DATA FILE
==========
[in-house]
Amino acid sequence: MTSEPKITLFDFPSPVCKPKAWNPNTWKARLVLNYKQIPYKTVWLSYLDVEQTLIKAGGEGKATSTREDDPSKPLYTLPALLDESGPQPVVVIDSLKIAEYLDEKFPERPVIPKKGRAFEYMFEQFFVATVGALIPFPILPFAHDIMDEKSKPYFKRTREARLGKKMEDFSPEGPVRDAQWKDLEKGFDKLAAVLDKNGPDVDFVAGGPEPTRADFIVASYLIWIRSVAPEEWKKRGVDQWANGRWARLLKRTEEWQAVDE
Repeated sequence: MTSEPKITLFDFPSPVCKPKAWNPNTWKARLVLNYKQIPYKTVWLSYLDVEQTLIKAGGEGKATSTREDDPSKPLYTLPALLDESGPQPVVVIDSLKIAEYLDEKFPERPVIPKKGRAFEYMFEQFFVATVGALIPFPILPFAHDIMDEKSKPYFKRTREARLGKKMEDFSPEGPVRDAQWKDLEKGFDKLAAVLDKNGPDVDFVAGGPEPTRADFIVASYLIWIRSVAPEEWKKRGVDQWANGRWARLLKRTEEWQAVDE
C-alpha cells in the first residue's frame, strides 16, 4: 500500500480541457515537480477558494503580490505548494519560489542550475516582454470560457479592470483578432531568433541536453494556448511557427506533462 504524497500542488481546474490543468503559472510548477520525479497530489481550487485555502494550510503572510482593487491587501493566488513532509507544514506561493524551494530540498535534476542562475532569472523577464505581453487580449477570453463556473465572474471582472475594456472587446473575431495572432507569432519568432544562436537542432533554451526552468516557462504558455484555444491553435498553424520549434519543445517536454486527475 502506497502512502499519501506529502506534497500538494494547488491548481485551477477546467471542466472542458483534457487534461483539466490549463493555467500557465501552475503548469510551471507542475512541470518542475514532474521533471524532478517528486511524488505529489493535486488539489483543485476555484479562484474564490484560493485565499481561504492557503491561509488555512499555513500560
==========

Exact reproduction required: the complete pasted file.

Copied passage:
[in-house]
Amino acid sequence: MTSEPKITLFDFPSPVCKPKAWNPNTWKARLVLNYKQIPYKTVWLSYLDVEQTLIKAGGEGKATSTREDDPSKPLYTLPALLDESGPQPVVVIDSLKIAEYLDEKFPERPVIPKKGRAFEYMFEQFFVATVGALIPFPILPFAHDIMDEKSKPYFKRTREARLGKKMEDFSPEGPVRDAQWKDLEKGFDKLAAVLDKNGPDVDFVAGGPEPTRADFIVASYLIWIRSVAPEEWKKRGVDQWANGRWARLLKRTEEWQAVDE
Repeated sequence: MTSEPKITLFDFPSPVCKPKAWNPNTWKARLVLNYKQIPYKTVWLSYLDVEQTLIKAGGEGKATSTREDDPSKPLYTLPALLDESGPQPVVVIDSLKIAEYLDEKFPERPVIPKKGRAFEYMFEQFFVATVGALIPFPILPFAHDIMDEKSKPYFKRTREARLGKKMEDFSPEGPVRDAQWKDLEKGFDKLAAVLDKNGPDVDFVAGGPEPTRADFIVASYLIWIRSVAPEEWKKRGVDQWANGRWARLLKRTEEWQAVDE
C-alpha cells in the first residue's frame, strides 16, 4: 500500500480541457515537480477558494503580490505548494519560489542550475516582454470560457479592470483578432531568433541536453494556448511557427506533462 504524497500542488481546474490543468503559472510548477520525479497530489481550487485555502494550510503572510482593487491587501493566488513532509507544514506561493524551494530540498535534476542562475532569472523577464505581453487580449477570453463556473465572474471582472475594456472587446473575431495572432507569432519568432544562436537542432533554451526552468516557462504558455484555444491553435498553424520549434519543445517536454486527475 502506497502512502499519501506529502506534497500538494494547488491548481485551477477546467471542466472542458483534457487534461483539466490549463493555467500557465501552475503548469510551471507542475512541470518542475514532474521533471524532478517528486511524488505529489493535486488539489483543485476555484479562484474564490484560493485565499481561504492557503491561509488555512499555513500560